Friday, August 2, 2019

Getting a precise RT estimate for single items in a reading aloud task

For Registered Reports, grant applications, ethics applications, and similar documents, researchers are expected to provide a power calculation. From my own experience, and from talking with colleagues in many different contexts, this is often a hurdle. Calculating power requires an effect size estimate. Sometimes, we try new things and have no idea what the size of the effect will be: even if we have some pilot data, we know that the observed effect size is variable when the sample size is small (Whitehead et al., 2016). We might have data from a previous study, but we also know that the presence of publication bias and questionable research practices leads to systematic over-estimation of the true effect size (Vasishth et al., 2018). The design of our study might be complex, and we don't really know which boxes to tick in G*Power. We might not even be sure what kind of effects we're looking for: if our study is more exploratory in nature, we will not know which statistical tests we will conduct, and calculating a formal power analysis would not make much sense, anyway (Nosek & Lakens, 2014). Still, we need to find some way to justify our sample size to the reviewers.

In justifying our sample size, an alternative to a power analysis is to plan for a certain degree of precision (e.g., Kelley et al., 2003). For estimating precision, we use our a priori expectation of the standard deviation to calculate a confidence interval that guarantees that, in the long run, our observed estimate is within an acceptable bound. Again, we have a freedom in deciding the width of the confidence interval (e.g., 80%, 90%, 95%), and we need to have an estimate of the standard deviation.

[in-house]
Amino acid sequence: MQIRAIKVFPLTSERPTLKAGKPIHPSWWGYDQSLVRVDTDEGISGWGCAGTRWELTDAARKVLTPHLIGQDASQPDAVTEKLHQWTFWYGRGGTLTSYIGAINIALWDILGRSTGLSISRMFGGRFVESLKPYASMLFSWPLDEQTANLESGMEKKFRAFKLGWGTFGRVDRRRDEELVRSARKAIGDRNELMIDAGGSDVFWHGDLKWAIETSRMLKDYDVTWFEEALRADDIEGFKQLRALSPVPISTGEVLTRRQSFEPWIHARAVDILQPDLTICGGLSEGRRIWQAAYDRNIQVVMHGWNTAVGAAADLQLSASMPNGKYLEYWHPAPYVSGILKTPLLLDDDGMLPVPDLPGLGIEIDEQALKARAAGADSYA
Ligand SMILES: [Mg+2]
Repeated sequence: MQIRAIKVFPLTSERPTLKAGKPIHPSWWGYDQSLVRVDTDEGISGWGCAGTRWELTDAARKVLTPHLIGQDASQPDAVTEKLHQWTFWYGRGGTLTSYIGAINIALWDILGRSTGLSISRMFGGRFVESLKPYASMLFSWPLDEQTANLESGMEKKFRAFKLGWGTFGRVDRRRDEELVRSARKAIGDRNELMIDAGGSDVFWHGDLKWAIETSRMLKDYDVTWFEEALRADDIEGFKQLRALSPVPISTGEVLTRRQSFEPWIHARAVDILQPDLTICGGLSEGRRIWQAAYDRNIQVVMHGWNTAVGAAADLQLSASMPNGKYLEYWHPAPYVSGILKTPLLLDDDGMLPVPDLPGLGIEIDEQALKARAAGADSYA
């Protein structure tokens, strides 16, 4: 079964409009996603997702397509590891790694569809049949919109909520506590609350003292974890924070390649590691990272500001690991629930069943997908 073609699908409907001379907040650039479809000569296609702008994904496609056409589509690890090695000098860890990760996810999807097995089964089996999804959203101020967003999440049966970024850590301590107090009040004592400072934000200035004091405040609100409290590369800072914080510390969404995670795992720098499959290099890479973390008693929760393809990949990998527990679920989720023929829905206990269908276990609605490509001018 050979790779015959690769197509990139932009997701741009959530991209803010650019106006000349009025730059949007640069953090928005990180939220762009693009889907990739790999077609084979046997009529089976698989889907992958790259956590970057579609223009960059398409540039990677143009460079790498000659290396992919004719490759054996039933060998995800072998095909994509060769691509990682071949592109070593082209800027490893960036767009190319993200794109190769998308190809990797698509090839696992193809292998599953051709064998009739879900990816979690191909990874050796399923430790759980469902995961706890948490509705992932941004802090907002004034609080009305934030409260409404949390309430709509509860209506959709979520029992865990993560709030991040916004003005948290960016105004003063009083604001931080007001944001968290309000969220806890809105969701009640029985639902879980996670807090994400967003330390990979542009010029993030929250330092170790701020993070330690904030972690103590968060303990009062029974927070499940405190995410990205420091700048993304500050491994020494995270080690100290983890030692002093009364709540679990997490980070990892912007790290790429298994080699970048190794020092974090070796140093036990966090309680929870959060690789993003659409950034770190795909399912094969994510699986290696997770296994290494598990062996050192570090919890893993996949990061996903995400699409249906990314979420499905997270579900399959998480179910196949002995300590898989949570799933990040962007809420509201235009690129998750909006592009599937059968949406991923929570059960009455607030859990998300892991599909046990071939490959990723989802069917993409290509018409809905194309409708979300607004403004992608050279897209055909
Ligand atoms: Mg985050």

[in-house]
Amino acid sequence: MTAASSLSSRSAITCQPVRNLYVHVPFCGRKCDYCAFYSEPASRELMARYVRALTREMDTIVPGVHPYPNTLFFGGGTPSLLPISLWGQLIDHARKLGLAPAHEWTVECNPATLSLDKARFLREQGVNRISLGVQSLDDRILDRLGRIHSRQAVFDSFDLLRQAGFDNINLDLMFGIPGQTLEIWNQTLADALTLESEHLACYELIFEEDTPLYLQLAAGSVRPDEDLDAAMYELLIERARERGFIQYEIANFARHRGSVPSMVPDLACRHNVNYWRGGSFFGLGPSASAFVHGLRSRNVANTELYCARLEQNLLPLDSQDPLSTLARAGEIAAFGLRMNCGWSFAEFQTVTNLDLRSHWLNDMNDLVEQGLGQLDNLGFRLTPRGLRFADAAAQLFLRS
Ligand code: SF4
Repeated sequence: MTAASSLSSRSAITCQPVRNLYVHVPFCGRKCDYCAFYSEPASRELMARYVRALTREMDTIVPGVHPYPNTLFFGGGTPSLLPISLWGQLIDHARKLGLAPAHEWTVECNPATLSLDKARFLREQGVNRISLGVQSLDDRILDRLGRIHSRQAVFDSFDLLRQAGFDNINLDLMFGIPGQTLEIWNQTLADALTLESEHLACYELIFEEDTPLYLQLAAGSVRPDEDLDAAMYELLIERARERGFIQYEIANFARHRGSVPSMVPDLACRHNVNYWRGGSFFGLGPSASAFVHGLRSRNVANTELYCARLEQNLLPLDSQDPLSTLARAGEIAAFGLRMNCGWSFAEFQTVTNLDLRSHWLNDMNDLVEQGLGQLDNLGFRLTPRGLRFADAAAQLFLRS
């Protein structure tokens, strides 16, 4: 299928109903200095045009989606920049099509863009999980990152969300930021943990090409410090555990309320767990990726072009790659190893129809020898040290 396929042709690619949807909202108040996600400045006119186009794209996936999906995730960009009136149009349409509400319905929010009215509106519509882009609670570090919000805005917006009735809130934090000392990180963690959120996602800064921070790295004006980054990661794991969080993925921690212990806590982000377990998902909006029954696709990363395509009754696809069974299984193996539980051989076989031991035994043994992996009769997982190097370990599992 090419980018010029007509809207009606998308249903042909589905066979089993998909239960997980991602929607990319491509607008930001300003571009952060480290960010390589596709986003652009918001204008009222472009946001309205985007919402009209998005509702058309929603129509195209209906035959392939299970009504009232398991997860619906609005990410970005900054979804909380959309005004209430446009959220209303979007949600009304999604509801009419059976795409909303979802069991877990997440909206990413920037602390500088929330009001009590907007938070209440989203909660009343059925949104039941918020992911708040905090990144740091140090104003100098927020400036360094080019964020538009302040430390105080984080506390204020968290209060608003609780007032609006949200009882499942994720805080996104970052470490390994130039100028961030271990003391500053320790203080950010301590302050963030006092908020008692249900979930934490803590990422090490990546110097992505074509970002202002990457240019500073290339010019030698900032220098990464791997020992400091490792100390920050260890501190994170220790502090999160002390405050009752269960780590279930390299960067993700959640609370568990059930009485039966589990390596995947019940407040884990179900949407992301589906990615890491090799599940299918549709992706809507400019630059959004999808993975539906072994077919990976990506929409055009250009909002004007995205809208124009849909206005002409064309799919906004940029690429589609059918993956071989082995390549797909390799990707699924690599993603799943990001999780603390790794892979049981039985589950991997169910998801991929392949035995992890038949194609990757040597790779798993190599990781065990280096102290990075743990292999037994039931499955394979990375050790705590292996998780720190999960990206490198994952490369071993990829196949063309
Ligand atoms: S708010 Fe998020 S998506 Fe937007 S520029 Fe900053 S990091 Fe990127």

In the current blog post, I'd like to answer a question that is relevant to me at the moment: When we do a reading aloud study, a number of participants see a number of words, and are asked to read it aloud as accurately and quickly as possible. The variable which is analysed is often the Reaction Time (RT): the number of milliseconds between the appearance of the item and the onset of the vocal response. The items are generally chosen to vary in some linguistic characteristic, and subsequent statistical analyses would be conducted to see if the linguistic characteristics affect the RT.

In most cases, the data would be analysed using a Linear Mixed Effect model, where item- and participant-level characteristics can be included as predictor variables. More information about calculating power and required sample sizes for Linear Mixed Effect models can be found in Brysbaert and Stevens (2018) and Westfall et al. (2014); and a corresponding app can be found here. Here, I ask a different question: If we look at a single items, how many participants do we need to obtain stable estimates?

On the surface, the logic behind this question is very simple. For each item, we can calculate the average RT, across N participants. As N increases, the observed average should approach a hypothetical true value. If we want to see which item-level characteristics affect RTs, we should take care to have as precise an estimate as possible. If we have only a few participants responding to each item, the average observed RT is likely to vary extensively if we ask a couple of more participants to read aloud the same items.